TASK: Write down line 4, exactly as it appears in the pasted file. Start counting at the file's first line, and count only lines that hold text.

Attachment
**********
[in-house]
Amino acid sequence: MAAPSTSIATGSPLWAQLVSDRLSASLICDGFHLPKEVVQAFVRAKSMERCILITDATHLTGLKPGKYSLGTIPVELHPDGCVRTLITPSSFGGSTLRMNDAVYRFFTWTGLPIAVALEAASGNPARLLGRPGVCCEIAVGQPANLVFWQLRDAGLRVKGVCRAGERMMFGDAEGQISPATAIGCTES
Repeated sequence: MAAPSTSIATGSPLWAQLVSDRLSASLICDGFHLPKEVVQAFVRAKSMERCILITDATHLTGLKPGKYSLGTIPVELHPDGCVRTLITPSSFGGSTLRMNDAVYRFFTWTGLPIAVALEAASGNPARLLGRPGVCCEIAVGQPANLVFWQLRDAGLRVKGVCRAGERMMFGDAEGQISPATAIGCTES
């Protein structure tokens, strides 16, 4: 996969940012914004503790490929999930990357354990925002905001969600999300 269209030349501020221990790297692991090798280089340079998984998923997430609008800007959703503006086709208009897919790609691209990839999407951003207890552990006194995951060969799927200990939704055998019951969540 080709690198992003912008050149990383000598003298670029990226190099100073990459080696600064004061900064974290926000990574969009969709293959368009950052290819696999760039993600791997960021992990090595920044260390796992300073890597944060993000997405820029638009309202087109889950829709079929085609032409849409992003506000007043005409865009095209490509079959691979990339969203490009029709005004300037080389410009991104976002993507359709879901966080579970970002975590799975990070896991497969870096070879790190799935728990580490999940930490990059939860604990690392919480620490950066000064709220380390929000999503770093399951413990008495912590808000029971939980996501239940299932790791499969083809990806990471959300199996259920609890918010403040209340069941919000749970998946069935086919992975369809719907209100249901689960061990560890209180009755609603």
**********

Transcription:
């Protein structure tokens, strides 16, 4: 996969940012914004503790490929999930990357354990925002905001969600999300 269209030349501020221990790297692991090798280089340079998984998923997430609008800007959703503006086709208009897919790609691209990839999407951003207890552990006194995951060969799927200990939704055998019951969540 080709690198992003912008050149990383000598003298670029990226190099100073990459080696600064004061900064974290926000990574969009969709293959368009950052290819696999760039993600791997960021992990090595920044260390796992300073890597944060993000997405820029638009309202087109889950829709079929085609032409849409992003506000007043005409865009095209490509079959691979990339969203490009029709005004300037080389410009991104976002993507359709879901966080579970970002975590799975990070896991497969870096070879790190799935728990580490999940930490990059939860604990690392919480620490950066000064709220380390929000999503770093399951413990008495912590808000029971939980996501239940299932790791499969083809990806990471959300199996259920609890918010403040209340069941919000749970998946069935086919992975369809719907209100249901689960061990560890209180009755609603």